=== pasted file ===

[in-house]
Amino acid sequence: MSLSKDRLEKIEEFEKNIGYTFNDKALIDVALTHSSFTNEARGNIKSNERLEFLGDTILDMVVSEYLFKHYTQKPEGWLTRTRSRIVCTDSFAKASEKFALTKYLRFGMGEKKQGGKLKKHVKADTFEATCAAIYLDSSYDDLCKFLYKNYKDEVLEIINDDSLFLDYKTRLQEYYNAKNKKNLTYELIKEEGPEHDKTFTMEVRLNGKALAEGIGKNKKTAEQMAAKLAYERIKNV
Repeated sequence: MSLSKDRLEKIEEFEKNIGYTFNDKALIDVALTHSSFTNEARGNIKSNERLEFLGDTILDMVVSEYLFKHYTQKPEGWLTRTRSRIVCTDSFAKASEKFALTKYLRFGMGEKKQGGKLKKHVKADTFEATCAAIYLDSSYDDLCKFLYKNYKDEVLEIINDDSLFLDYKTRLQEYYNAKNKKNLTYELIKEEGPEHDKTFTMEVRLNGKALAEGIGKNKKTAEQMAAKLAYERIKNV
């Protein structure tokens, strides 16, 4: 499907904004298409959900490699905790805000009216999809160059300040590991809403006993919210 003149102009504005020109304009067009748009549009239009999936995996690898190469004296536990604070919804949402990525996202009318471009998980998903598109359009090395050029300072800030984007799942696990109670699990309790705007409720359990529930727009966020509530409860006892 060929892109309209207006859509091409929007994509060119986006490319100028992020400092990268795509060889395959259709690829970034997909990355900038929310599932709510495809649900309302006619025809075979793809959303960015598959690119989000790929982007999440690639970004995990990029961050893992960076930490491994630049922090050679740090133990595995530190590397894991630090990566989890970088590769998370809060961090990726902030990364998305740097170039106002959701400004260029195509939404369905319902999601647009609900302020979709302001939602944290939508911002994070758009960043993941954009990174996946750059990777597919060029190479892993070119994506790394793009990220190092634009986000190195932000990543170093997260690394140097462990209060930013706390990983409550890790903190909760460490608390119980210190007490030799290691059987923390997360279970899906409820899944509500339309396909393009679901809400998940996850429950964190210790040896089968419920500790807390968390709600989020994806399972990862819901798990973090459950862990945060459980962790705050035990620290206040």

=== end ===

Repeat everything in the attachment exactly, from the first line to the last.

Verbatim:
[in-house]
Amino acid sequence: MSLSKDRLEKIEEFEKNIGYTFNDKALIDVALTHSSFTNEARGNIKSNERLEFLGDTILDMVVSEYLFKHYTQKPEGWLTRTRSRIVCTDSFAKASEKFALTKYLRFGMGEKKQGGKLKKHVKADTFEATCAAIYLDSSYDDLCKFLYKNYKDEVLEIINDDSLFLDYKTRLQEYYNAKNKKNLTYELIKEEGPEHDKTFTMEVRLNGKALAEGIGKNKKTAEQMAAKLAYERIKNV
Repeated sequence: MSLSKDRLEKIEEFEKNIGYTFNDKALIDVALTHSSFTNEARGNIKSNERLEFLGDTILDMVVSEYLFKHYTQKPEGWLTRTRSRIVCTDSFAKASEKFALTKYLRFGMGEKKQGGKLKKHVKADTFEATCAAIYLDSSYDDLCKFLYKNYKDEVLEIINDDSLFLDYKTRLQEYYNAKNKKNLTYELIKEEGPEHDKTFTMEVRLNGKALAEGIGKNKKTAEQMAAKLAYERIKNV
């Protein structure tokens, strides 16, 4: 499907904004298409959900490699905790805000009216999809160059300040590991809403006993919210 003149102009504005020109304009067009748009549009239009999936995996690898190469004296536990604070919804949402990525996202009318471009998980998903598109359009090395050029300072800030984007799942696990109670699990309790705007409720359990529930727009966020509530409860006892 060929892109309209207006859509091409929007994509060119986006490319100028992020400092990268795509060889395959259709690829970034997909990355900038929310599932709510495809649900309302006619025809075979793809959303960015598959690119989000790929982007999440690639970004995990990029961050893992960076930490491994630049922090050679740090133990595995530190590397894991630090990566989890970088590769998370809060961090990726902030990364998305740097170039106002959701400004260029195509939404369905319902999601647009609900302020979709302001939602944290939508911002994070758009960043993941954009990174996946750059990777597919060029190479892993070119994506790394793009990220190092634009986000190195932000990543170093997260690394140097462990209060930013706390990983409550890790903190909760460490608390119980210190007490030799290691059987923390997360279970899906409820899944509500339309396909393009679901809400998940996850429950964190210790040896089968419920500790807390968390709600989020994806399972990862819901798990973090459950862990945060459980962790705050035990620290206040």